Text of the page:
Vincent Van Gogh

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Vincent Van Gogh

Vincent van Gogh was born in 1853 to a pastor in Groot-Zundert, Holland. Growing up in an atmosphere marked by religion and culture, van Gogh was a sensitive, diffident youth. After trying out varied jobs as a bookstore clerk, art salesman and preacher, Vincent finally found his calling as an artist.

During the late eighties, he joined his younger brother Théo, an art gallery manager in Paris. The emotional, edgy painter was a difficult person. His obsessive habit of painting all day followed by late night discussions on art with other painters soon affected his health.

Letters to Théo
Much of what we know about van Gogh comes from the artist’s prolific letters to Théo in the years he spent away from Paris. Vincent was a lucid, expressive writer. His letters, carefully preserved by Théo were later compiled by the latter’s wife Johanna van-Gogh Bonger and published as a book in 1914. 

In Paris, Vincent met with Impressionist masters like Monet and Pisarro whose work dramatically impacted his style. It was Paul Gauguin who arguably influenced his work the most.

With ill-health dogging him in the late 1880s, van Gogh decided to move to Arles in southern France, hoping to establish a school of art with his friends. Gauguin accompanied him, but their friendship was doomed. One day, the temperamental Vincent chased Gauguin with a razor. Gauguin stopped him, but the scuffle ended with Vincent cutting off part of his own ear lobe.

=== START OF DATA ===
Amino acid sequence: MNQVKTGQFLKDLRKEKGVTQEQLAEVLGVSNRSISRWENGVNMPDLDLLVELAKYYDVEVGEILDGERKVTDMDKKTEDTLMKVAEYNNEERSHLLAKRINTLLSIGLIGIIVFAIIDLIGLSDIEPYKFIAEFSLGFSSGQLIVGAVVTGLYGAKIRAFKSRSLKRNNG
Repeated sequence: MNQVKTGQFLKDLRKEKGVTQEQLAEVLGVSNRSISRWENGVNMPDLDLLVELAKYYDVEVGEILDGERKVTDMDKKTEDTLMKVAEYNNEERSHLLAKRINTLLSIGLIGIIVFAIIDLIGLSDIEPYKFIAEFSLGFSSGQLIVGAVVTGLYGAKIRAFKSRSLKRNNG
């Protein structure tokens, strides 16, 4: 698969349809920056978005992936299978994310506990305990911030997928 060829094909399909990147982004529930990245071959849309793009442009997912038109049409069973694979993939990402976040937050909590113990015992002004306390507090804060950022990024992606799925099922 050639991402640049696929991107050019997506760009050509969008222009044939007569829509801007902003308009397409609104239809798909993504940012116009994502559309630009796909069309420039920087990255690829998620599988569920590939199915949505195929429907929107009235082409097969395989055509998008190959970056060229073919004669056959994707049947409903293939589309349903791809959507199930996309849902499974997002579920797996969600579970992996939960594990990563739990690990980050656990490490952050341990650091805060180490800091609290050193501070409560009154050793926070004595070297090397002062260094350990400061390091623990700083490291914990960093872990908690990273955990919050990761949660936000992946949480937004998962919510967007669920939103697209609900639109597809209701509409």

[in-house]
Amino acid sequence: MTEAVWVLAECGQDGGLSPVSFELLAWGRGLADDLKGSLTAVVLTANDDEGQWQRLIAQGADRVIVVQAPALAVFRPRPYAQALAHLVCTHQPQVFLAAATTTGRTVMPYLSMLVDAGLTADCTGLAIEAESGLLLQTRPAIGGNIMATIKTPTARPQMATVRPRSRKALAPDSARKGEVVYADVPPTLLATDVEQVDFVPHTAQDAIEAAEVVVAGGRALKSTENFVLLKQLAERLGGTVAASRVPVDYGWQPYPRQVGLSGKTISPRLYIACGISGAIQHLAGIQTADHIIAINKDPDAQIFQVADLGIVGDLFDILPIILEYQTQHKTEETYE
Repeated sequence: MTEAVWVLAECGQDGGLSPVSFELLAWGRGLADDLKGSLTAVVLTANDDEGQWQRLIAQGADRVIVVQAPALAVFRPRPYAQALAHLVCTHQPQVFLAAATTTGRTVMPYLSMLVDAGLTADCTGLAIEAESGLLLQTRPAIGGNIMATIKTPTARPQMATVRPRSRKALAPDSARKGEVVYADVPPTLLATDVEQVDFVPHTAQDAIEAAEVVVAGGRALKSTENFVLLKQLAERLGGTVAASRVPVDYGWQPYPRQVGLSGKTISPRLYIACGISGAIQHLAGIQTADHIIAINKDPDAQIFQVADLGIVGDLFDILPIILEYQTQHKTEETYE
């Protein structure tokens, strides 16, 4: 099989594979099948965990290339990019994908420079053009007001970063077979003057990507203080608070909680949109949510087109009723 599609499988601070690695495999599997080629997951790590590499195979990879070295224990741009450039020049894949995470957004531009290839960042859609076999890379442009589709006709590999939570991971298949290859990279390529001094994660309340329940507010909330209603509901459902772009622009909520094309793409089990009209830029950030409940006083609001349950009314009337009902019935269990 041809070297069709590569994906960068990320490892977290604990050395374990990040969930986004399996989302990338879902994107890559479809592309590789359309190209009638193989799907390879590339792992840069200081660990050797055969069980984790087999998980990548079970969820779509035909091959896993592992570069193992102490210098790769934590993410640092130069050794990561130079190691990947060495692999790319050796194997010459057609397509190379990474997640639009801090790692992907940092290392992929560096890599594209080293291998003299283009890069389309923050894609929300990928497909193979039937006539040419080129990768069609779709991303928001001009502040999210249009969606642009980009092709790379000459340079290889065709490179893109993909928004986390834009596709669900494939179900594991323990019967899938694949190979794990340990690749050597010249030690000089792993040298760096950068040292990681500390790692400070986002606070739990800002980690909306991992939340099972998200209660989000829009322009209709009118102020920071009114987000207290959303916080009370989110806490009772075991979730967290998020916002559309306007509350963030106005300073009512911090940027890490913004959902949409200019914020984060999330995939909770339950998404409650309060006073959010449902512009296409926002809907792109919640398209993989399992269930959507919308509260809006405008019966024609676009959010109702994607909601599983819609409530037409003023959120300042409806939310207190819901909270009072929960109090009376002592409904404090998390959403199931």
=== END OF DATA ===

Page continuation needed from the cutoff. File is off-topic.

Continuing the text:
Van Gogh's Death
It was the beginning of the end. Vincent swung between fits of depression and hallucinations followed by periods of intense lucidity during which he would throw himself into painting. He was admitted to an asylum for treatment. In May 1890, he seemed to recover and stayed with Dr. Gachet in Auvers-sur-Oise. But in July that year, he shot himself in the chest and died.

Best Known Works
Today, the world pays homage to this tormented artist, who founded the school of art known as Expressionism.

Thousands of his works sell as prints and reproduced art. Starry Night tops the list, an instantly recognisable image endlessly replicated on prints and varied merchandise and celebrated in song, too, Vincent, by Don McLean. Two related works, Starry Night over the Rhone and Café Terrace at Night continue to astound art lovers worldwide.

Van Gogh painted several series of works based on a single theme, Cypresses, Flowering Orchards, Flowers and Wheat Fields. He also created 37 self-portraits, among which Self-Portrait without Beard is one of the world’s most expensive paintings.

The tremendous appreciation that van Gogh’s works evoke in modern times makes it hard to believe that the artist sold just one painting during his life time!


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